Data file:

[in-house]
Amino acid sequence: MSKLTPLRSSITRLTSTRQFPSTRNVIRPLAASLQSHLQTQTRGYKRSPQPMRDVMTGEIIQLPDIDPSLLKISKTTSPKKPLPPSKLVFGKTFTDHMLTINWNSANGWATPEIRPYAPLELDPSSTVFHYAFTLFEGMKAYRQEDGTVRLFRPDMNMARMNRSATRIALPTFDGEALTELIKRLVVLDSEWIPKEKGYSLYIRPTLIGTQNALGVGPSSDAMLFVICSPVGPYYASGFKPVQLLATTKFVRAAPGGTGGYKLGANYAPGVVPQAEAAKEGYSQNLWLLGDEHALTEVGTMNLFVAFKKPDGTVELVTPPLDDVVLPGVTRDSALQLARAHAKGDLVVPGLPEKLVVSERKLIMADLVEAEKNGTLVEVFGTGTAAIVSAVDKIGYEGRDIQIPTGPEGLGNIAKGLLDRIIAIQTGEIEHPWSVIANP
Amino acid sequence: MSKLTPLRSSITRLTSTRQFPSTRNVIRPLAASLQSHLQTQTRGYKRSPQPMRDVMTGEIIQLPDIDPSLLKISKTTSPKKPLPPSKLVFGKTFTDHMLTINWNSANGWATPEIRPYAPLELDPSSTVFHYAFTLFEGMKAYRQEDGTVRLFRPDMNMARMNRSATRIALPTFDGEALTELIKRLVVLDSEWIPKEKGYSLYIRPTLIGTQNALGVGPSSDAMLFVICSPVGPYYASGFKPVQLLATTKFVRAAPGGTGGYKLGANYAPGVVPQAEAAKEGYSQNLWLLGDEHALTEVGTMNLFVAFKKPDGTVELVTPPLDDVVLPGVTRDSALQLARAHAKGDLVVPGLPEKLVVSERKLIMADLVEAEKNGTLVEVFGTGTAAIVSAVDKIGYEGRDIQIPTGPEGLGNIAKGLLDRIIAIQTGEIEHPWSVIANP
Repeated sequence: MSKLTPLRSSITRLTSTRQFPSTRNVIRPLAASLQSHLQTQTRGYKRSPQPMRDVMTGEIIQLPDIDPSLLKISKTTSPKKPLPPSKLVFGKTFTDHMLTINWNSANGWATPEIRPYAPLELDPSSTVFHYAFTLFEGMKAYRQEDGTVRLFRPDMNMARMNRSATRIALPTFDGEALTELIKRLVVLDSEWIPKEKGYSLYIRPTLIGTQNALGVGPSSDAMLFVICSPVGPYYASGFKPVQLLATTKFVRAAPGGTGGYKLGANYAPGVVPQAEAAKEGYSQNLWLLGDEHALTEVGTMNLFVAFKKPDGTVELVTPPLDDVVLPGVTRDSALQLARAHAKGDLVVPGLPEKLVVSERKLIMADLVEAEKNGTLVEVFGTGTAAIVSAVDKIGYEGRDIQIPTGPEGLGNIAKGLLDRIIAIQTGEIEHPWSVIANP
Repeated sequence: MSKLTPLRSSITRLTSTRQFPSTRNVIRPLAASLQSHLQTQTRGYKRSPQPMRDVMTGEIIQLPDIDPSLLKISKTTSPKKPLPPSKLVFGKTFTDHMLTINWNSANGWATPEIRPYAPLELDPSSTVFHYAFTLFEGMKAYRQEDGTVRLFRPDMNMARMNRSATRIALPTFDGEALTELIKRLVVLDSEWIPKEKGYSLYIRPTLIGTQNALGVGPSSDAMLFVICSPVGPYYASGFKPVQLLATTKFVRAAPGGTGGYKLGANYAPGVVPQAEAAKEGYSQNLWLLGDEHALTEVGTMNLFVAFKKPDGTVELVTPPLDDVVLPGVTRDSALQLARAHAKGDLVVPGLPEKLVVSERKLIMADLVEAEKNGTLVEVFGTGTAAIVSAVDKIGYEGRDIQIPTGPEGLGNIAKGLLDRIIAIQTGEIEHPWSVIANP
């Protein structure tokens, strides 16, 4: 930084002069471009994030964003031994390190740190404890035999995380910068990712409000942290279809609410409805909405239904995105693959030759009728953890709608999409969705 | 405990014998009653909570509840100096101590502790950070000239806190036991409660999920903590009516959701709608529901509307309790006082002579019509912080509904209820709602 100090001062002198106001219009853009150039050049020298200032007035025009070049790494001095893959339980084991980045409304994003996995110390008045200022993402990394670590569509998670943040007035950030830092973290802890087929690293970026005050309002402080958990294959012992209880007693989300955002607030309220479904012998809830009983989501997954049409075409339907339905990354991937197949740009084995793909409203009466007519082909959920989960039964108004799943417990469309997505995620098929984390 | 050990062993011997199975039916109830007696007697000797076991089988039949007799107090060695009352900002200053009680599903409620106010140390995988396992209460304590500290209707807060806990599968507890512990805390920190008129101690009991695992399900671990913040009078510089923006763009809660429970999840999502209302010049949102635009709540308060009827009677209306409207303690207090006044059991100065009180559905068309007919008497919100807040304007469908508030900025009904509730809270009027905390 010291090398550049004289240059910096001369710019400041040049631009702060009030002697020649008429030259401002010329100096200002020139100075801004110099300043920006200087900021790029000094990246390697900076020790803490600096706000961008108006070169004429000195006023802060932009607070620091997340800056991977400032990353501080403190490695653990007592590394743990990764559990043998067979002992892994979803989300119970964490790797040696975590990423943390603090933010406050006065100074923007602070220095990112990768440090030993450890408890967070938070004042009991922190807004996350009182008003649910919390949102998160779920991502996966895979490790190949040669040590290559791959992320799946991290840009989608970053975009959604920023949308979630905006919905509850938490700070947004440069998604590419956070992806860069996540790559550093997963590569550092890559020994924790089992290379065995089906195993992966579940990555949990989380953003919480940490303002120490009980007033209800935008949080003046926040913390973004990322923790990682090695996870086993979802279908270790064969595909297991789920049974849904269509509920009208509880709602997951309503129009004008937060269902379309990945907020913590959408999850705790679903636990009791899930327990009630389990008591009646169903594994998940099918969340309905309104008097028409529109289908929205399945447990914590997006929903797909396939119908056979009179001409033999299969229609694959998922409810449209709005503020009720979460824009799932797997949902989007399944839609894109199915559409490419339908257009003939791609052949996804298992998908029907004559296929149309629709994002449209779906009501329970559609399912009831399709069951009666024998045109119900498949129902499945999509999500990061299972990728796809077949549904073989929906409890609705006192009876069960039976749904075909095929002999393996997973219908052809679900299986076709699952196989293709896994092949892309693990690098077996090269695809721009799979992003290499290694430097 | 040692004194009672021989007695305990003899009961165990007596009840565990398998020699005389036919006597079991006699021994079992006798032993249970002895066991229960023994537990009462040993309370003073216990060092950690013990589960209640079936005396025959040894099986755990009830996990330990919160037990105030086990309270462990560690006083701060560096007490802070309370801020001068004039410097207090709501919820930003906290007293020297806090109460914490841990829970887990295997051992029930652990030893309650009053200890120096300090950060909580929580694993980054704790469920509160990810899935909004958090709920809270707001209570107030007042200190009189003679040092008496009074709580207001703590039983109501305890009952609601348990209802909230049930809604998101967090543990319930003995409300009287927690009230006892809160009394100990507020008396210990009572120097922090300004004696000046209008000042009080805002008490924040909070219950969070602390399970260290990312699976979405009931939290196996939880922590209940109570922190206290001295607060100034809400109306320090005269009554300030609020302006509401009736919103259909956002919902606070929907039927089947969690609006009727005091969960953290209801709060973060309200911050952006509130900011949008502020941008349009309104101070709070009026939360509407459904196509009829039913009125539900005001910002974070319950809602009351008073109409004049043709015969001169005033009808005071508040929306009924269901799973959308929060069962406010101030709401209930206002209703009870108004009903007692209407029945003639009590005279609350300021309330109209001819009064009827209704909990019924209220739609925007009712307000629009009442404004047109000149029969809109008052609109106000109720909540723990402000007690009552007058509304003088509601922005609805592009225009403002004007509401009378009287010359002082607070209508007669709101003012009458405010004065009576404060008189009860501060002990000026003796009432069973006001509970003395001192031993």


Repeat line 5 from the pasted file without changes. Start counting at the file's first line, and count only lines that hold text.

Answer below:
Repeated sequence: MSKLTPLRSSITRLTSTRQFPSTRNVIRPLAASLQSHLQTQTRGYKRSPQPMRDVMTGEIIQLPDIDPSLLKISKTTSPKKPLPPSKLVFGKTFTDHMLTINWNSANGWATPEIRPYAPLELDPSSTVFHYAFTLFEGMKAYRQEDGTVRLFRPDMNMARMNRSATRIALPTFDGEALTELIKRLVVLDSEWIPKEKGYSLYIRPTLIGTQNALGVGPSSDAMLFVICSPVGPYYASGFKPVQLLATTKFVRAAPGGTGGYKLGANYAPGVVPQAEAAKEGYSQNLWLLGDEHALTEVGTMNLFVAFKKPDGTVELVTPPLDDVVLPGVTRDSALQLARAHAKGDLVVPGLPEKLVVSERKLIMADLVEAEKNGTLVEVFGTGTAAIVSAVDKIGYEGRDIQIPTGPEGLGNIAKGLLDRIIAIQTGEIEHPWSVIANP